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chicken soup from leftover roasted chicken

I have a carcas from a 7 lb bird with 1/2 a breast in tact. How do i turn this into chicken soup? I have carrots, celery, onion, bay.... thanks for the help.

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  1. Use everything you have from the chicken, except the meat. Cover it with water, add carrots, celery, onion, bay leaf, peppercorns, salt, thyme, whatever seasoning you want. Simmer for as long as you can (hours), checking liquid. Drain w/ fine sieve and you have stock. Add your remaining chicken breast (cooked, I'm assuming?) chopped, whatever else you want for the soup.

    1. Take the breast meat off and reserve it for finishing the soup. Break up the carcas and put it in a large pot. Cut up an onion, no need to peel, a couple of carrots, again no need to peel, chop some celery and celerty leaves and add to the pot, a healthy dose of salt and some peppercorns. Add cold water to cover. Bring just to a boil and then reduce the heat to low and simmer skimming any scum or foam that comes to the top. DO NOT BOIL. Simmer for 3-4 hours or so, even a little longer. Then remove from the heat and strain the stock. Discard all of the solids, bones, used veg and peppercorns. Your stock is now ready to become chicken soup. Add fresh vegetable to it, a carb of some sort like rice or noodles if you want and just before serving shred that chicken breast and add to the soup.

      5 Replies
      1. re: Candy

        Some people don't salt until the very end of the process - the idea being that if you reduce the stock too much after it's been salted... you get salty broth.

        1. re: noahbirnel

          I don't put a lot in, but I think it helps bring out the flavors of the veg while it is cooking.

        2. re: Candy

          Is it okay if I want to save the carrots to serve in the soup? Or are they unsafe to eat??

          1. re: RoxyGirl

            They're safe. They just won't taste like anything. Add fresh carrots. I like diced tomatoes in mine as well. And garlic.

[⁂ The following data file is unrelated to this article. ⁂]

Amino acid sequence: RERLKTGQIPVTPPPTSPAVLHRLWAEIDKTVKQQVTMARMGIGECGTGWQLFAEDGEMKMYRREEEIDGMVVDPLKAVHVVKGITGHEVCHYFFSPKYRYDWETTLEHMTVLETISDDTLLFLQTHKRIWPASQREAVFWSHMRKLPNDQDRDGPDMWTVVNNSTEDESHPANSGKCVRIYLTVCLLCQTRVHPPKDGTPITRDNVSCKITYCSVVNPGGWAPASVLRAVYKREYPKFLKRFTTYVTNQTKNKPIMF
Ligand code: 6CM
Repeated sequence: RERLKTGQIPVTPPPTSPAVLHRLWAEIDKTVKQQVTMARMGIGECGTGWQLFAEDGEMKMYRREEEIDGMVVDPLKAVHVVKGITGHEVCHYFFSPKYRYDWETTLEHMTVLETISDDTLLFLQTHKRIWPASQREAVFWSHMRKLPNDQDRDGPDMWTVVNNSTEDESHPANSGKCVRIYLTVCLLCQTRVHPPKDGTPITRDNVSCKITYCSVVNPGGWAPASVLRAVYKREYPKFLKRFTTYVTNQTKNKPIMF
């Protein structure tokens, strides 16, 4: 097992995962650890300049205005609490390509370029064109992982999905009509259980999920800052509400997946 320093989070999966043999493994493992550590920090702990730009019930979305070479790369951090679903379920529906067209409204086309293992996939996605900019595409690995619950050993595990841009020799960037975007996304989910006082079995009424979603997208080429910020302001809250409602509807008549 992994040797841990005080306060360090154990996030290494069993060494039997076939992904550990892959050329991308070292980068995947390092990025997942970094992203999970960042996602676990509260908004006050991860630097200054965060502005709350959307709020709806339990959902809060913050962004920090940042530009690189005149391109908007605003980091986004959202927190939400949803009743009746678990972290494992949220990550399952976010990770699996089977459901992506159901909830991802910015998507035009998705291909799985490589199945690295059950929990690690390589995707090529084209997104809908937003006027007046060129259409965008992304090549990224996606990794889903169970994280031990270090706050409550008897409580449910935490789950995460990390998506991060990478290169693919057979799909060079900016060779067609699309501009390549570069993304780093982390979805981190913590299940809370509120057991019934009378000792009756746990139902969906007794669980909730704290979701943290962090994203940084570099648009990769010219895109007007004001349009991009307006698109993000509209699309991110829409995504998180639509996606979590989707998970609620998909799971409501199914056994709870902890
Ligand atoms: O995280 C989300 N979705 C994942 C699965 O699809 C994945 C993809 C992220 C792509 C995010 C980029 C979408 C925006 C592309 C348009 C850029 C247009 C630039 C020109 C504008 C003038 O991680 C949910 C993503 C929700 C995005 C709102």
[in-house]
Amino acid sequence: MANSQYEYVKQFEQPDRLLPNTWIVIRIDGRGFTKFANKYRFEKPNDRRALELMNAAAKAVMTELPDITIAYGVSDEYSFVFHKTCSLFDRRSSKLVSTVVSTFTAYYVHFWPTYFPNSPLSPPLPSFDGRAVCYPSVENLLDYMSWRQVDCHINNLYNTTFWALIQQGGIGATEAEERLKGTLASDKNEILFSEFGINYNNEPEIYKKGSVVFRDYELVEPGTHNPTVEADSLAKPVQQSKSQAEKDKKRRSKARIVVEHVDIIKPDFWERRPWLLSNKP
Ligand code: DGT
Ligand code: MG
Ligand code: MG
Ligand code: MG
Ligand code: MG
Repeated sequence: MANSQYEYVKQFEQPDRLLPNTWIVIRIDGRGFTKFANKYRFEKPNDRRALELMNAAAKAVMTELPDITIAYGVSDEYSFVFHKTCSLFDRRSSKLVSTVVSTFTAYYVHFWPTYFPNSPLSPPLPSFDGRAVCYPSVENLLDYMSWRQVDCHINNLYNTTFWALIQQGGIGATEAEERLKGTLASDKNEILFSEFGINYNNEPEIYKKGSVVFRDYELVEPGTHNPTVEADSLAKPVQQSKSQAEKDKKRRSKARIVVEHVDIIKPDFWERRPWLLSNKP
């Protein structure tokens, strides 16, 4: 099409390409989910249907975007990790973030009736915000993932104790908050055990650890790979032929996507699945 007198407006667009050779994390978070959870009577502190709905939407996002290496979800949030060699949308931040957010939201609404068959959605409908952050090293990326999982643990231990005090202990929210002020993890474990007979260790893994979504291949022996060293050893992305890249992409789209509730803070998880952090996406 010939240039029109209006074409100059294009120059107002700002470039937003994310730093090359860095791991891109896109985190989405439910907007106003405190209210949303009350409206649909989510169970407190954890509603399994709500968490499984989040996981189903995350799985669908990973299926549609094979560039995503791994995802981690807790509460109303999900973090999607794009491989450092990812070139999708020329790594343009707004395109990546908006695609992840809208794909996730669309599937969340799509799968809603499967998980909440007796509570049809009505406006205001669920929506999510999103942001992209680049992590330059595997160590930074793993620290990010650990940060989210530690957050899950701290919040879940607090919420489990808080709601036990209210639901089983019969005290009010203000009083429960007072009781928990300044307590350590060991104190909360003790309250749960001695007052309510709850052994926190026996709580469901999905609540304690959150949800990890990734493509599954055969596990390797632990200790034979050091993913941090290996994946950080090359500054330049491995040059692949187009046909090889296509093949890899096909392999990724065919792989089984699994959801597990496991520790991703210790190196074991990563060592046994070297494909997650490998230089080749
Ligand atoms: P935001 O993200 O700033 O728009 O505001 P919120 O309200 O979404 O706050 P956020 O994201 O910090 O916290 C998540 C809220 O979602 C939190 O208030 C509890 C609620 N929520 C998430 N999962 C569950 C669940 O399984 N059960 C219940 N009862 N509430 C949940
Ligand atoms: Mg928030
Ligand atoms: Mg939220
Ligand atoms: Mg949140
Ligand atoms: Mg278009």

1. re: southernitalian

              Well, if you've done it right, they shouldn't taste like anything, for all their flavor should be in the broth! They make OK compost....

        3. If you want flavorful soup from an already cooked chicken carcass, use a can of chicken broth. Or use chicken boullion like Knorr (or better) instead of salt. Once the chicken's been roasted, an awful lot of the flavor from the bones has leached out. If you have the grease/non-thickened drippings, add them but cool and skim before you serve. Pick out the bones and gristle and skin. Parsnips and dill add a wonderful flavor cooked in (and this can be done once the bones are cooked to death) in addition to the tried and true celery and onion and carrots. If you cook them after the bones and nasty bits are gone, it's easier to pick out the pot. Add the shredded cooked chicken only at the last moment go heat through as it will add little flavor to the broth and lose what flavor it has. Dark meat could be added a bit earlier.

          2 Replies
          1. re: lintygmom

            I agree with addition of Knorr's boullion. You can add flavor back into the chicken soup. This is my usual go to soup when I have a chicken carcass left over and it is so delicious.

            To make the broth:
            Put the entire carcass into the pot and cover with water and bouillion
            3 garlic cloves, 2 celery stalks, 2 carrots, 1 med onion -rough chopped.1 tsp of garlic powder. When the broth is done, take it all out and strain through cheese cloth. Make sure to strain it well. clear broth is good.
            Taste the broth add more bouillion if you need to.
            Then cut 1 cup carrot, 1 cup celery - 1 onion small dice, and chop the rest of your chicken. Salt and pepper
            Make matzo balls from the Manischewitz mix as directed on the box (make sure you put the mix in the fridge) and add about 1/3 cup of the small (tiny Manischewitz egg bowties)
            Then when its almost ready add the chicken and at the very end a nice handful of fresh italian parsley. Serve it and smile.

            1. re: lintygmom

              I just have to insert a word of caution about the drippings. I roast my chickens at high heat, which I think produces a a nicer bird - crisp on the outside and moist on the inside. But the one negative is that the drippings can take on a "burnt grease" flavor. If you save the drippings, be sure to dilute them a bit with some boiling water and taste it before adding to your stock. If it has that scorched taste, once it's added, you can't hide it.